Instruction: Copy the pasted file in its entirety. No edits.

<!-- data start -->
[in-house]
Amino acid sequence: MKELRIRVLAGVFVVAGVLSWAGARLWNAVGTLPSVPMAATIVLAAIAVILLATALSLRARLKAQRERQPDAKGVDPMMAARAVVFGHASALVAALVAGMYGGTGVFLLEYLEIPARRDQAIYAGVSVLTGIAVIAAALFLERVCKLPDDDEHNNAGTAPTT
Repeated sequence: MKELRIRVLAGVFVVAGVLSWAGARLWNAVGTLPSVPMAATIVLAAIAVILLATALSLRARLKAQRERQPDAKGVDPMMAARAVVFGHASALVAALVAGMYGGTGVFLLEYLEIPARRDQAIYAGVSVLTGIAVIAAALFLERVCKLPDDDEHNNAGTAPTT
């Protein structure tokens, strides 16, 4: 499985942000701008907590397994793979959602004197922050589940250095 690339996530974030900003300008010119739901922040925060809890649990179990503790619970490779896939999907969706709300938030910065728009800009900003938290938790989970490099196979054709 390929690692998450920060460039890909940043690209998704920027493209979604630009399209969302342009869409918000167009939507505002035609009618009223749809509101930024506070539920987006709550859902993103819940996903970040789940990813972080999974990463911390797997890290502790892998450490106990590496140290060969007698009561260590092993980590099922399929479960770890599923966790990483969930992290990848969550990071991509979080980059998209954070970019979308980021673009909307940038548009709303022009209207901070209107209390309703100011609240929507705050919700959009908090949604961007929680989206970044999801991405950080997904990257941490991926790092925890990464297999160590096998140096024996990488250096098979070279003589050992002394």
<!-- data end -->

[in-house]
Amino acid sequence: MKELRIRVLAGVFVVAGVLSWAGARLWNAVGTLPSVPMAATIVLAAIAVILLATALSLRARLKAQRERQPDAKGVDPMMAARAVVFGHASALVAALVAGMYGGTGVFLLEYLEIPARRDQAIYAGVSVLTGIAVIAAALFLERVCKLPDDDEHNNAGTAPTT
Repeated sequence: MKELRIRVLAGVFVVAGVLSWAGARLWNAVGTLPSVPMAATIVLAAIAVILLATALSLRARLKAQRERQPDAKGVDPMMAARAVVFGHASALVAALVAGMYGGTGVFLLEYLEIPARRDQAIYAGVSVLTGIAVIAAALFLERVCKLPDDDEHNNAGTAPTT
């Protein structure tokens, strides 16, 4: 499985942000701008907590397994793979959602004197922050589940250095 690339996530974030900003300008010119739901922040925060809890649990179990503790619970490779896939999907969706709300938030910065728009800009900003938290938790989970490099196979054709 390929690692998450920060460039890909940043690209998704920027493209979604630009399209969302342009869409918000167009939507505002035609009618009223749809509101930024506070539920987006709550859902993103819940996903970040789940990813972080999974990463911390797997890290502790892998450490106990590496140290060969007698009561260590092993980590099922399929479960770890599923966790990483969930992290990848969550990071991509979080980059998209954070970019979308980021673009909307940038548009709303022009209207901070209107209390309703100011609240929507705050919700959009908090949604961007929680989206970044999801991405950080997904990257941490991926790092925890990464297999160590096998140096024996990488250096098979070279003589050992002394």